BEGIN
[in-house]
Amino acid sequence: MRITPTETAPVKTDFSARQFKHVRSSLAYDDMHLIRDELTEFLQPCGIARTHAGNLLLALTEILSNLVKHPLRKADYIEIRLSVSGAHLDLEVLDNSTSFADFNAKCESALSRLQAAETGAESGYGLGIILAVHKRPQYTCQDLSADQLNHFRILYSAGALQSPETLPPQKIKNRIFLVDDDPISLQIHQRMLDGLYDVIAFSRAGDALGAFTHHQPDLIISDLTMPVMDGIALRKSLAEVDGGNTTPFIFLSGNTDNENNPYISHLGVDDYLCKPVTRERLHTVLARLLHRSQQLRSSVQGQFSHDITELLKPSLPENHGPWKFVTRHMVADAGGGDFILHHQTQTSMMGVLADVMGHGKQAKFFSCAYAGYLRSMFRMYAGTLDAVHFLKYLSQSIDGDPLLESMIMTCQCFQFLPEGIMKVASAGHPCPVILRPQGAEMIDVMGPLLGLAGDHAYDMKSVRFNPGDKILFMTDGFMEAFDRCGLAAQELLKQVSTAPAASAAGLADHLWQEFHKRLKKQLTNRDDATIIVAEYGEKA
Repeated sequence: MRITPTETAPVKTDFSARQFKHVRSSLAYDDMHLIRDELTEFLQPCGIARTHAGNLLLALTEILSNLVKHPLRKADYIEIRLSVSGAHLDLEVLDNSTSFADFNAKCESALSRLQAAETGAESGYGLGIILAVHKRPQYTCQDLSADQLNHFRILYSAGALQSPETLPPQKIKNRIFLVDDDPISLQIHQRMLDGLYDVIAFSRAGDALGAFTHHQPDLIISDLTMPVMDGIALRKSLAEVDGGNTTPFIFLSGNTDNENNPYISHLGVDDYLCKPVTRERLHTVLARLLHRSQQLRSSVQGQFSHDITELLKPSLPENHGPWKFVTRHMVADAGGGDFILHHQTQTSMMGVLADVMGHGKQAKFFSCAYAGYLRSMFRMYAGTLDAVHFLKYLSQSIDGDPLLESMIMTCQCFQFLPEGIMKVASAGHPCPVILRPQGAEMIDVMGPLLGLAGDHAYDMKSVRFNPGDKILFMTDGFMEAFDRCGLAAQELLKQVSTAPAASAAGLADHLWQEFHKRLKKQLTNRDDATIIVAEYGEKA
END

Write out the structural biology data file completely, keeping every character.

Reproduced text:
[in-house]
Amino acid sequence: MRITPTETAPVKTDFSARQFKHVRSSLAYDDMHLIRDELTEFLQPCGIARTHAGNLLLALTEILSNLVKHPLRKADYIEIRLSVSGAHLDLEVLDNSTSFADFNAKCESALSRLQAAETGAESGYGLGIILAVHKRPQYTCQDLSADQLNHFRILYSAGALQSPETLPPQKIKNRIFLVDDDPISLQIHQRMLDGLYDVIAFSRAGDALGAFTHHQPDLIISDLTMPVMDGIALRKSLAEVDGGNTTPFIFLSGNTDNENNPYISHLGVDDYLCKPVTRERLHTVLARLLHRSQQLRSSVQGQFSHDITELLKPSLPENHGPWKFVTRHMVADAGGGDFILHHQTQTSMMGVLADVMGHGKQAKFFSCAYAGYLRSMFRMYAGTLDAVHFLKYLSQSIDGDPLLESMIMTCQCFQFLPEGIMKVASAGHPCPVILRPQGAEMIDVMGPLLGLAGDHAYDMKSVRFNPGDKILFMTDGFMEAFDRCGLAAQELLKQVSTAPAASAAGLADHLWQEFHKRLKKQLTNRDDATIIVAEYGEKA
Repeated sequence: MRITPTETAPVKTDFSARQFKHVRSSLAYDDMHLIRDELTEFLQPCGIARTHAGNLLLALTEILSNLVKHPLRKADYIEIRLSVSGAHLDLEVLDNSTSFADFNAKCESALSRLQAAETGAESGYGLGIILAVHKRPQYTCQDLSADQLNHFRILYSAGALQSPETLPPQKIKNRIFLVDDDPISLQIHQRMLDGLYDVIAFSRAGDALGAFTHHQPDLIISDLTMPVMDGIALRKSLAEVDGGNTTPFIFLSGNTDNENNPYISHLGVDDYLCKPVTRERLHTVLARLLHRSQQLRSSVQGQFSHDITELLKPSLPENHGPWKFVTRHMVADAGGGDFILHHQTQTSMMGVLADVMGHGKQAKFFSCAYAGYLRSMFRMYAGTLDAVHFLKYLSQSIDGDPLLESMIMTCQCFQFLPEGIMKVASAGHPCPVILRPQGAEMIDVMGPLLGLAGDHAYDMKSVRFNPGDKILFMTDGFMEAFDRCGLAAQELLKQVSTAPAASAAGLADHLWQEFHKRLKKQLTNRDDATIIVAEYGEKA